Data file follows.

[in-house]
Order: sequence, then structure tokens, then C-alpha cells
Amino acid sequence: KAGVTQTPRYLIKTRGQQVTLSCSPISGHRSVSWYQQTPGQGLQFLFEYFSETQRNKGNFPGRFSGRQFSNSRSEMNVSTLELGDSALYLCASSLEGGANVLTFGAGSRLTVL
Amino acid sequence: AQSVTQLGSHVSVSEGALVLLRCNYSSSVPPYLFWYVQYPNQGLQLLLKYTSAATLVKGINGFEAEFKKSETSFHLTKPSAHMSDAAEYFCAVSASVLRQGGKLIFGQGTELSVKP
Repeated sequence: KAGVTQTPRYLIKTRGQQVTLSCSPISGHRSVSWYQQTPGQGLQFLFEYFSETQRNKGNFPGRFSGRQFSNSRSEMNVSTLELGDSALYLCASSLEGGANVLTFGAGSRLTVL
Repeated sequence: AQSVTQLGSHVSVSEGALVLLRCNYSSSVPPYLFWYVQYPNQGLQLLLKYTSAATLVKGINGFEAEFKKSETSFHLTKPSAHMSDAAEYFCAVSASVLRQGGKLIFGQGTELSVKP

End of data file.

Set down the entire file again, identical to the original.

[in-house]
Order: sequence, then structure tokens, then C-alpha cells
Amino acid sequence: KAGVTQTPRYLIKTRGQQVTLSCSPISGHRSVSWYQQTPGQGLQFLFEYFSETQRNKGNFPGRFSGRQFSNSRSEMNVSTLELGDSALYLCASSLEGGANVLTFGAGSRLTVL
Amino acid sequence: AQSVTQLGSHVSVSEGALVLLRCNYSSSVPPYLFWYVQYPNQGLQLLLKYTSAATLVKGINGFEAEFKKSETSFHLTKPSAHMSDAAEYFCAVSASVLRQGGKLIFGQGTELSVKP
Repeated sequence: KAGVTQTPRYLIKTRGQQVTLSCSPISGHRSVSWYQQTPGQGLQFLFEYFSETQRNKGNFPGRFSGRQFSNSRSEMNVSTLELGDSALYLCASSLEGGANVLTFGAGSRLTVL
Repeated sequence: AQSVTQLGSHVSVSEGALVLLRCNYSSSVPPYLFWYVQYPNQGLQLLLKYTSAATLVKGINGFEAEFKKSETSFHLTKPSAHMSDAAEYFCAVSASVLRQGGKLIFGQGTELSVKP